Greater adherence to a Mediterranean-style diet is inversely associated with metabolic syndrome, low-density lipoprotein (LDL)-cholesterol, and weight gain, according to a study published in PLOS ONE.

Justin Yang, M.S.P.H., from the Harvard School of Public Health in Boston, and colleagues assessed adherence to a Mediterranean dietary pattern in 780 career male firefighters, aged 18 years and older, using a modified Mediterranean diet score (mMDS), developed from a lifestyle questionnaire of preexisting dietary habits. Clinical data were extracted from fire department medical examinations.

The researchers found that obese subjects had significantly lower mMDS. In addition, they reported significantly greater consumption of fast/take-out food (P < 0.001) and intake of sweetened drinks during meals (P = 0.002). There was an inverse correlation for higher mMDS with risk of weight gain over the past five years (odds ratio [OR], 0.57; P for trend across score quartiles = 0.01) and with the presence of metabolic syndrome components (OR, 0.65; P for trend across score quartiles = 0.04), after adjustment for confounding variables. After adjustment for age, body mass index, and physical activity, those with higher mMDS had higher high-density lipoprotein-cholesterol (P = 0.008) and lower LDL-cholesterol (P = 0.04).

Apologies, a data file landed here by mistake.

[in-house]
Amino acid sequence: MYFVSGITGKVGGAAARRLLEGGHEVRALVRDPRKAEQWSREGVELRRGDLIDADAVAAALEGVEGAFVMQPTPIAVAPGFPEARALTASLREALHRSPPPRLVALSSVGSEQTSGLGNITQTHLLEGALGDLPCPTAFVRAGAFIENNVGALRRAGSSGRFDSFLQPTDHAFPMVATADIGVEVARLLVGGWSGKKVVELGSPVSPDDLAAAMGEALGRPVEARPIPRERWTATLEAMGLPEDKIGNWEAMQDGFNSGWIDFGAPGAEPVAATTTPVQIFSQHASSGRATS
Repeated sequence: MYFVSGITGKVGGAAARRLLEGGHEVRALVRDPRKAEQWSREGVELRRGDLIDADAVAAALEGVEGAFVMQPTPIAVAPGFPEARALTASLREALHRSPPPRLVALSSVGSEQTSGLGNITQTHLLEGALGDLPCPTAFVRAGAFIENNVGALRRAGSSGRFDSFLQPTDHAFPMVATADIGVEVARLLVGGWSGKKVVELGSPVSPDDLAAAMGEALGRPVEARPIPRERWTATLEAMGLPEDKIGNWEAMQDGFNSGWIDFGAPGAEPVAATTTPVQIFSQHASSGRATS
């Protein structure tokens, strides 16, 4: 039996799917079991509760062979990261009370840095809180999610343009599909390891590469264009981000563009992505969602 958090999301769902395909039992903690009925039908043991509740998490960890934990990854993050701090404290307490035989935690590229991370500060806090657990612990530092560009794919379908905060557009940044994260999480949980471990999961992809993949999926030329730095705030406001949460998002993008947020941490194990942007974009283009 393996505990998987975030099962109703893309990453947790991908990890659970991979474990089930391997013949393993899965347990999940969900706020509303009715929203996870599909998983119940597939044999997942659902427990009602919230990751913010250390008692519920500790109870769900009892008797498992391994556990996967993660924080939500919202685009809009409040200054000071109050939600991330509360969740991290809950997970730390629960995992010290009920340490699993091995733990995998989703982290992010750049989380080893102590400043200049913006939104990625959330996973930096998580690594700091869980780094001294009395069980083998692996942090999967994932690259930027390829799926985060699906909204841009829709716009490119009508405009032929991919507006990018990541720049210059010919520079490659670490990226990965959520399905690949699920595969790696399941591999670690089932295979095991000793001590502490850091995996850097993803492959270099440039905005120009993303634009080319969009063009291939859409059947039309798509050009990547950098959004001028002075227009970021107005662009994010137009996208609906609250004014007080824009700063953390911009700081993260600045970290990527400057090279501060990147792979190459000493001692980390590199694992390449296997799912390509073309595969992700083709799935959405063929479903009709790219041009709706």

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“Our results support the potential effectiveness of this diet in young, non-Mediterranean working cohorts, and justify future intervention studies,” the authors write.

One author disclosed serving as a paid expert witness, independent medical examiner, or both in workers’ compensation and disability cases, including cases involving firefighters.